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Butterfly Farming

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September 19, 2015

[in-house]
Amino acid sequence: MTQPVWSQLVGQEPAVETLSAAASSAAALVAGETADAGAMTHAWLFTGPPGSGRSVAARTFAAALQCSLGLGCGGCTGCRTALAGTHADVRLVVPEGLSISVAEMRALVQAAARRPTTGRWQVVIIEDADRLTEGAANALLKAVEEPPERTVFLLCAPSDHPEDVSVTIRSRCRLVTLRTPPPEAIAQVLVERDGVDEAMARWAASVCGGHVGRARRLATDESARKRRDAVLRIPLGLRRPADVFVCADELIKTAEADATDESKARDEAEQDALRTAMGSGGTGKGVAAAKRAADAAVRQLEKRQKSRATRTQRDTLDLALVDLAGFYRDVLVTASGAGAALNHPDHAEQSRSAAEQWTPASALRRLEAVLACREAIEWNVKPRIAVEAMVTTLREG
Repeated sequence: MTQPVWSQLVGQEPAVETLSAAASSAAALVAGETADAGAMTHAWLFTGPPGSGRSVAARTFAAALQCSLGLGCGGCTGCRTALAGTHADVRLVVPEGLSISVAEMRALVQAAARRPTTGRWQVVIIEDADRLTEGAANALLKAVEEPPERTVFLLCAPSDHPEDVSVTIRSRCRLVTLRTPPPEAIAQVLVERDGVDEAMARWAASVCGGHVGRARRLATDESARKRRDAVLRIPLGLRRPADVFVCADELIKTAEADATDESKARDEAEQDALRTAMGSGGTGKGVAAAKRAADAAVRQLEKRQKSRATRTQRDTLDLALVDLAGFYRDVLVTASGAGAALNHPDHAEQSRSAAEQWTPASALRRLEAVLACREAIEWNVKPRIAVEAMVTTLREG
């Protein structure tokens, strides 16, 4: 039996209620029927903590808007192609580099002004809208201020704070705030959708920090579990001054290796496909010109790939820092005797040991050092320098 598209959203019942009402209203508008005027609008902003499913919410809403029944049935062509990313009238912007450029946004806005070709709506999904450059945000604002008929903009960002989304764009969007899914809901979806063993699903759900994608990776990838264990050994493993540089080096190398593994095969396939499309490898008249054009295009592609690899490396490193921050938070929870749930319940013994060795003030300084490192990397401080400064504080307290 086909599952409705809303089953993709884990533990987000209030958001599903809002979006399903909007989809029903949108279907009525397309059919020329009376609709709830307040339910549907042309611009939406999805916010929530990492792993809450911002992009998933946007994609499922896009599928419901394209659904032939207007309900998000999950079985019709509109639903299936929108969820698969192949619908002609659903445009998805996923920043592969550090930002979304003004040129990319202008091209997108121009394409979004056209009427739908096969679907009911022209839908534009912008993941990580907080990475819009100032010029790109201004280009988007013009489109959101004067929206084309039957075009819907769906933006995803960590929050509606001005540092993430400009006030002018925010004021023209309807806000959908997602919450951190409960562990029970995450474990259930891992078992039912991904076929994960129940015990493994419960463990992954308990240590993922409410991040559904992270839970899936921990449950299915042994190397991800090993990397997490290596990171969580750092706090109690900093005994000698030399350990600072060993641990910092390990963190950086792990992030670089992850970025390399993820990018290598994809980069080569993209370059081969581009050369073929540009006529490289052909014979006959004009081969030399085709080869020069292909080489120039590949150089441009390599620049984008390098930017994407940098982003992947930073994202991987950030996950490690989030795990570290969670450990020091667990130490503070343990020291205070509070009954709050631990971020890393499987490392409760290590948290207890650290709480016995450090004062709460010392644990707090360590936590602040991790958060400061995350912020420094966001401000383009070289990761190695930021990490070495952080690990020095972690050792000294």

September 20, 2015 Most gardeners I know try to keep caterpillars from eating their garden. Today I’m visiting my friend Tim who doesn’t mind the caterpillars; in fact he encourages their consumption of his plants. You see Tim is a farmer, a butterfly farmer. He provides an array of butterfly attracting plants for the caterpillars to consume, for their job is to eat. From passion vine for the Gulf fritillary, milkweed for the Monarchs, and Rue and fennel for the swallowtails, these plants are the preferred forage for the different varieties. Twice a day all summer long Tim and his wife Janet check the various plants for eggs the butterflies have left behind. When they find one, a mesh bag is placed over the plant. Once the egg hatches, this mesh bag provides protection from predators as the caterpillar goes through its growth stages. When the caterpillar produces its pupa, and called a chrysalis, Tim removes it from the bag takes it to his butterfly house. After 10 to 14 days, the caterpillar finishes the magical transformation process, called metamorphosis, and emerges a butterfly. Tim releases them back to the wild, for their job now is to mate and start the cycle all over again. If you’re interested in attracting butterflies to your Mississippi garden, see the Mississippi State University Extension publication, “Butterfly Plants and Mississippi Butterflies”. I’m horticulturist Gary Bachman and I’ll see you next time on Southern Gardening.

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